“So you’re saying that you enjoy oratory?” I asked him, really truly trying to converse. “Oratory-ness,” he corrected me. “Or you can say oratory-ism.”
I saw his hand slide towards his seat belt buckle and I squeezed his arm, said goodbye and thanked him in quick succession. I’d opened the car door and gotten out and had my apartment door closed behind me before I’d exhaled fully. I looked down. “What the hell are you doing here, Molly?” I hissed at the dog. She wagged her stump and looked at me with significance. Maybe it wasn’t significance – maybe it was just the size of her eyes.
I’d had enough champagne to feel cheerful, sufficiently cheerful not to care that a French Bulldog had suddenly taken up residence in my house. I’d known there was a chance the director needed me to watch Molly but I’d assumed it meant I would stay in her house. How can I describe her house? Well-apportioned, I suppose.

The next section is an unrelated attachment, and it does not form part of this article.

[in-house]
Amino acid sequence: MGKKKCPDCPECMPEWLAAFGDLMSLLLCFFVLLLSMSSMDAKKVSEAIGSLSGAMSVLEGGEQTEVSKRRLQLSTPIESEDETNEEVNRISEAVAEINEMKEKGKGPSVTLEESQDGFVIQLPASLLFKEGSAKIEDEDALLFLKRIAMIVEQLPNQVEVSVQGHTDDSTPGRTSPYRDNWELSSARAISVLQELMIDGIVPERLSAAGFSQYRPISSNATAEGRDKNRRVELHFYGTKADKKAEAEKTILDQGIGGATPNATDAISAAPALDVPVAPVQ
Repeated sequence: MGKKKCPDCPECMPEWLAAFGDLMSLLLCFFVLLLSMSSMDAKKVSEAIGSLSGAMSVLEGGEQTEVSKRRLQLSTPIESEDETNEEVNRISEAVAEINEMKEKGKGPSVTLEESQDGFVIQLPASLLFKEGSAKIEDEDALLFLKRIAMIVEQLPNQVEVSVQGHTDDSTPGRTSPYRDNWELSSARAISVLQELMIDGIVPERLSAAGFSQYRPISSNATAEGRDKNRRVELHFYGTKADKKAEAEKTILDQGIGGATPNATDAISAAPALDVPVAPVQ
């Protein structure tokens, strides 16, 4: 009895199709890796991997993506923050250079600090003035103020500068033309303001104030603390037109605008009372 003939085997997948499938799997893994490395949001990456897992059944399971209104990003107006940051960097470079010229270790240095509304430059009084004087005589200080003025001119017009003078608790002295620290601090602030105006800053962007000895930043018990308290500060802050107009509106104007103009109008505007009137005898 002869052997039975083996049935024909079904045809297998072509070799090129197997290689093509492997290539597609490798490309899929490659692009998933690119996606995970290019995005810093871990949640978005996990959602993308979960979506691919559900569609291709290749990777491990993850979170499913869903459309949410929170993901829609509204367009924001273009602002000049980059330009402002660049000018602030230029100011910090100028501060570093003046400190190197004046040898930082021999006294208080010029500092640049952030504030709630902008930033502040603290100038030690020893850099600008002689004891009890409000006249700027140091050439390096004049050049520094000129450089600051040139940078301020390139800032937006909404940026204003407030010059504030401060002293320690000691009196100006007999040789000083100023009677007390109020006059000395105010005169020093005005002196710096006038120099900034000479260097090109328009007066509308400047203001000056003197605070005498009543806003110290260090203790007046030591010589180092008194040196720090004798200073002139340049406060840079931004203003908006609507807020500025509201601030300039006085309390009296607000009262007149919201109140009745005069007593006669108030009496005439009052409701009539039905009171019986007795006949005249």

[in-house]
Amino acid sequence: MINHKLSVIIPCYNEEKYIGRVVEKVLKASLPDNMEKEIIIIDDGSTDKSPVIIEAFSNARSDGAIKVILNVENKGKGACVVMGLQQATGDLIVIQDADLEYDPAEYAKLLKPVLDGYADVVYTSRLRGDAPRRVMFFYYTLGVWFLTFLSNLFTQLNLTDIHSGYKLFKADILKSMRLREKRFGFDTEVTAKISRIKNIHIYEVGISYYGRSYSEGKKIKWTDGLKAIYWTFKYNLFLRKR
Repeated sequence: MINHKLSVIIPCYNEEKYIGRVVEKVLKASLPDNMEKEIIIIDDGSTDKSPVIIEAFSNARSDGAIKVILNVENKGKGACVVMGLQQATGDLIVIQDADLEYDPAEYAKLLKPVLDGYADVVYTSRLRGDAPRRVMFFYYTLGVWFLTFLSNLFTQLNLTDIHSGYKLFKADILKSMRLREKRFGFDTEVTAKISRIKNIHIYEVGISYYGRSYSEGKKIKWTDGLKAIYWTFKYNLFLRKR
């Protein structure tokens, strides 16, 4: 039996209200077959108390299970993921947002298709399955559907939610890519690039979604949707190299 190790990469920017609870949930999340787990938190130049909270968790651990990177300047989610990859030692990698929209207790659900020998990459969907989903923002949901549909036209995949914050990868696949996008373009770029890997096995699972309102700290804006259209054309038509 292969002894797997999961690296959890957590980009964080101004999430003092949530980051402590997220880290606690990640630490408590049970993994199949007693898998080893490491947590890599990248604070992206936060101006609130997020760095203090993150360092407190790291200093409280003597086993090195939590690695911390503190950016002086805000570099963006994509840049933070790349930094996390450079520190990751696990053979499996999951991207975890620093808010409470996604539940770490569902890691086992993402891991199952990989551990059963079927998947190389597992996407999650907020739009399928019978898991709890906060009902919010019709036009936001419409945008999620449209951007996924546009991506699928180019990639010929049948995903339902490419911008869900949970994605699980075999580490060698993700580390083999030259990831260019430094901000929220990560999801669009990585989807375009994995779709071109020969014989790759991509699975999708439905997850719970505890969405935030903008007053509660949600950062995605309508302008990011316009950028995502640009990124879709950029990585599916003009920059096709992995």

“I couldn’t invite him in,” I told Molly as she whined and looked at the door. She loves John, she remembers when he used to bring his daughter to school. I slid down the door and sat on the ground while she sniffed my shoes. “Do you have any idea what people in this town say about me?” Her stump wagged. “Actually, is isn’t good at all. Stop wagging your stump. Ac-tually, it . . . ” I don’t know what he thought would come next, I thought. What if he thought – I mean – what if he just shrugged to himself and said ‘my turn’, you know? I hugged my knees. Molly snuffed at the hand that had touched his shoulder persistently, as if there were something still there.